Re-Gentrification of the Dupont Circle

This week on Facebook, a friend posted a rather distasteful, yet amusing clip of the German movie Downfall in which subtitles have been altered for comedic effect. This is not a new trick. The clip and subtitles, which show Hitler screaming at his top command in the final hours before his death, have been used countless times on the internet for this very purpose alone – comedy.

In this particular clip, contributed by J. Justin Wilson entitled ” Hitler Finds Out about Straights’ Siege on DC’s Gays”, an irritate Hitler goes on a rant about “straights” taking over gay areas of the DC.

You can watch it here:

As humorous as this clip is, there is some truth to it all. It proposes a question greater than the” straights” taking over DC’s historically gay neighborhoods and hangouts – but how the city is rapidly changing – and remolding neighborhoods and cultures that have been deeply rooted for generations.

Two weeks ago the Washington Blade, DC’s Gay & Lesbian newspapercelebrated it 45th anniversary. To commemorate the occasion, the paper ran its original one page edition on the cover. One story in particular caught my eye. I have posted it below:

Dupont

The history of Dupont Circle being a mecca for the gay community, as with many gay neighborhoods across the nation, can be traced back to “white flight” in the mid 20th century. In Dupont Circle’s case, the 1968 riots only fueled the rapid decline of the once majestic neighborhood. In the two decades that followed however, the “out” gay community reclaimed the area and it slowly blossomed into one of the most eclectic neighborhoods in the city. Alongside the Castro in San Francisco, Dupont Circle became one of the first of its kind in the United States.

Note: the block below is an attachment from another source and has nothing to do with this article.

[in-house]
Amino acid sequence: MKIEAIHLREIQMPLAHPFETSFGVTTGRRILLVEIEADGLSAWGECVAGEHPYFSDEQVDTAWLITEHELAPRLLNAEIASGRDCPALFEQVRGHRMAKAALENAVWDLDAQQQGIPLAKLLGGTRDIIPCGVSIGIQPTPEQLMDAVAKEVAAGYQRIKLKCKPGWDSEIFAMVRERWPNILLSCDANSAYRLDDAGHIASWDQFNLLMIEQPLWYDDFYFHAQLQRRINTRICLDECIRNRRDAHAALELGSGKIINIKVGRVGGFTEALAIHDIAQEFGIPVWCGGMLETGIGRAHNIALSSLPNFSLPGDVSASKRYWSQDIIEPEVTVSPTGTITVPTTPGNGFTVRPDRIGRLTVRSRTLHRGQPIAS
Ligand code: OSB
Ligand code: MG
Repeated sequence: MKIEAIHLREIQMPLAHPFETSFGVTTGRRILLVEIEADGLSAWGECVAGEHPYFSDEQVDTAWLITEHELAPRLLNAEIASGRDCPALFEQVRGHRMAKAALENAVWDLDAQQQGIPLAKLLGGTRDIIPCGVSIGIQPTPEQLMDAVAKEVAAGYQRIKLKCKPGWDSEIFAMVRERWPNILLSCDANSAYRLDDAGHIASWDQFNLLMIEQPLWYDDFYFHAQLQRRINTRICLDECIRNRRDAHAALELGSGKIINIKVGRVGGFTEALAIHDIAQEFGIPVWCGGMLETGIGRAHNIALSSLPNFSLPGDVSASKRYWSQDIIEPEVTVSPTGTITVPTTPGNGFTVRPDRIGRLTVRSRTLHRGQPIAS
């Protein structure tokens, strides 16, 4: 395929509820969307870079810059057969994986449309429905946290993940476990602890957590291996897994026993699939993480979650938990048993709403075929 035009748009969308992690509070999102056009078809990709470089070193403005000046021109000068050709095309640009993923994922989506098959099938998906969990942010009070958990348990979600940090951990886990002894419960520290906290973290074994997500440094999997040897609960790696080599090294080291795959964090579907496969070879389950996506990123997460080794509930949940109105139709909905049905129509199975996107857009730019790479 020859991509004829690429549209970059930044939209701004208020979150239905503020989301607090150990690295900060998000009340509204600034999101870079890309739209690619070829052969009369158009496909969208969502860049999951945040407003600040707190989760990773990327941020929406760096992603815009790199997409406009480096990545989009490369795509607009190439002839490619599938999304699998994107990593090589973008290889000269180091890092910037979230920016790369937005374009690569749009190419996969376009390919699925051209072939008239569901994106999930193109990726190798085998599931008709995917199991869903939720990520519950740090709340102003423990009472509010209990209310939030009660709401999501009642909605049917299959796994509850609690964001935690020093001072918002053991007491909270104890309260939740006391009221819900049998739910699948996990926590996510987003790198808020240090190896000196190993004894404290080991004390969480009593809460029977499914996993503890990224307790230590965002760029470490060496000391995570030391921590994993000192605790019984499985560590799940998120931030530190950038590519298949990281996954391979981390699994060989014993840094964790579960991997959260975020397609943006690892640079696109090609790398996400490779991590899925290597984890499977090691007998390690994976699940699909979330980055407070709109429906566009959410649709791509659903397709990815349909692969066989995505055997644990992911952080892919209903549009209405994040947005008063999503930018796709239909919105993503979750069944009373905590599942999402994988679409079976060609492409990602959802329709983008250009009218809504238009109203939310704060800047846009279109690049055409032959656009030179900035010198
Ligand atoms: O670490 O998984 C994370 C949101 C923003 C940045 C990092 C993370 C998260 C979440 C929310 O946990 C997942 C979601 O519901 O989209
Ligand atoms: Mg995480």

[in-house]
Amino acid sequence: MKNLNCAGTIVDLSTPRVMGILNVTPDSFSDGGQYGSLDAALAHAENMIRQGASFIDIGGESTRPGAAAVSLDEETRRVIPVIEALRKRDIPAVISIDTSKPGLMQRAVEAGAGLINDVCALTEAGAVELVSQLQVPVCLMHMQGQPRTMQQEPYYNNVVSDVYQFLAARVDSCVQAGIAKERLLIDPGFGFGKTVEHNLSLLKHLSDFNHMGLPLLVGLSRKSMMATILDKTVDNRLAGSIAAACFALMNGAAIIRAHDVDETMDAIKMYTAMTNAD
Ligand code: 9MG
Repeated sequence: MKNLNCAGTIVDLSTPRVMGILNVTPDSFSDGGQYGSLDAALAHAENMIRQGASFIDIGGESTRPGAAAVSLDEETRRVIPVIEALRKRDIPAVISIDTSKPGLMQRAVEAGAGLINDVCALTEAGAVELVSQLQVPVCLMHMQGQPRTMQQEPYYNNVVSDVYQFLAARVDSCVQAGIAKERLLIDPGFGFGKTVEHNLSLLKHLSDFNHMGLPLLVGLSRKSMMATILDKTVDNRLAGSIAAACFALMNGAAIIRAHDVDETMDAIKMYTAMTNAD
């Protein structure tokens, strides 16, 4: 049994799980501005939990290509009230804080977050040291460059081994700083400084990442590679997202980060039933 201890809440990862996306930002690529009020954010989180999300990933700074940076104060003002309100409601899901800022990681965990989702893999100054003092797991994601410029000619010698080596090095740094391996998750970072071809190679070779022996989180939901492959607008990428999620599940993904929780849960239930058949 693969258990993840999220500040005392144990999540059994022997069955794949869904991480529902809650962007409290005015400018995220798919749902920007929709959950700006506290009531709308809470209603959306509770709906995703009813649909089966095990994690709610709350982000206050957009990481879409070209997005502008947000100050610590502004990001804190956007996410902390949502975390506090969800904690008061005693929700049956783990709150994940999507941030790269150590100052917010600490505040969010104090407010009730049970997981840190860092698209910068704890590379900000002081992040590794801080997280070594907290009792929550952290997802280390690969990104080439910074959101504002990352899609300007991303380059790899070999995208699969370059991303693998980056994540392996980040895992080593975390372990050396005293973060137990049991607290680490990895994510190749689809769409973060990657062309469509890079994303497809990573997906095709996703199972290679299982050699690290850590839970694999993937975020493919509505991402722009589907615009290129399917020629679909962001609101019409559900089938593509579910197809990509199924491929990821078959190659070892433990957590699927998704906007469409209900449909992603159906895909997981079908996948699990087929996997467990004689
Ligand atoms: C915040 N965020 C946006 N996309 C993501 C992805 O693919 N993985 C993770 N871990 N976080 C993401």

As the notification in the Washington Blade made clear, the flourishing neighborhood was not welcomed by the city in 1967. Still the gentrification of Dupont Circle, or the Fruit Loop as was mockingly called well into the 1990’s, continued to thrive. This growing community allowed for a unique political stronghold that was courted by politicians when the city gained home rule in the early 1970’s – something almost unheard at the time.

Study after study after study has shown that gay gentrification increases property values. Dupont Circle and its once thriving gay community is the perfect example. It also serves as a case study in how it drives the gay community out over time.

Forty years after Dupont Circle reached its peak as one of the first gay neighborhoods in the United States, the largest population that currently inhabits it is single white professional females, enough even to draw a Anne Taylor Loft to the strip on Connecticut Avenue. Shifts in the “gay neighborhoods” in DC have been driven largely by the rising costs in housing.

So….while the re-make of Hitler’s rant in Downfall is hilarious – it begs the question – will Dupont Circle completely lose its historic integrity and importance?

For me, it’s something that should be at the very least remembered.

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